I arrived at Ridgecrest Conference Center before I was ready to get off the bike, but I managed to pry myself out of the saddle. The Conference Center staff was extremely helpful and welcoming. In fact an older gentleman volunteer was sitting out front in a rocker and welcoming everyone with a handshake when they rode up. After checking in, I found my room was in the same building as the registration desk. So, as I made two trips out to unload my bike and carry in my belongings, the greeter welcomed me two more times. The view from the conference center across I-40 is a clear panoramic view of the Blue Ridge Mountains and worthy of several extended glances. The team hosting the conference was quite hospitable and helpful. I visited with several riders in the hospitality room prepared for us.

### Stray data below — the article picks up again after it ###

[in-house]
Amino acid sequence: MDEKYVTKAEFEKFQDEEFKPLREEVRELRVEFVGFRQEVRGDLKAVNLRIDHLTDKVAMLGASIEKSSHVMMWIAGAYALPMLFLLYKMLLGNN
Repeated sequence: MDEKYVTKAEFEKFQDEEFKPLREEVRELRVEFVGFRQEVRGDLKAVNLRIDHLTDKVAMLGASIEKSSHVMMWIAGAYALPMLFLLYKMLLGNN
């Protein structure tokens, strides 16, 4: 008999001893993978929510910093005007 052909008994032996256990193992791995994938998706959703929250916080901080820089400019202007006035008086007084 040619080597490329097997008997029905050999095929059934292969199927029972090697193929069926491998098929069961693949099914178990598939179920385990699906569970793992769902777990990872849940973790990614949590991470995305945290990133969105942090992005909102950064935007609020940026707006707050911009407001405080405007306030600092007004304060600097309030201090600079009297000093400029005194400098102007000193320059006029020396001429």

Dinner in the dining hall was another typical dining hall grade meal. No complaints but nothing to write home about. Unfortunately, my riding buddy that had originally recommended this rally was unable to attend as he had a son graduating high school this same weekend, so I was going it alone. The majority of the other riders were members of riding clubs within the Baptist Church. They arrive in groups of 8 or more and hung out tightly together. I made my way through the chow line and set down at an empty table and wound up eating by myself which pulled a vacuum.

When things kicked off Friday night, they announced that there were around 350 people attending this year. I took a quick inventory of the various parking lots walking over to the auditorium and from the plethora of motorcycles. I would venture to guess that 350 was accurate.

Saturday started on a better note. I shared a table with several couples for breakfast and enjoyed visiting with them over a meal. I attended a session by Ed Obaugh, an 18 year veteran of the Hillsborough County, Florida Sheriff’s Office Motorcycle Squad, called “Ride to Protect Your Hide”. The session was a good reminder continuing to Search, Evaluate, and Execute when riding, and Ed drove home a lot of good points on proper Motorcycle Safety.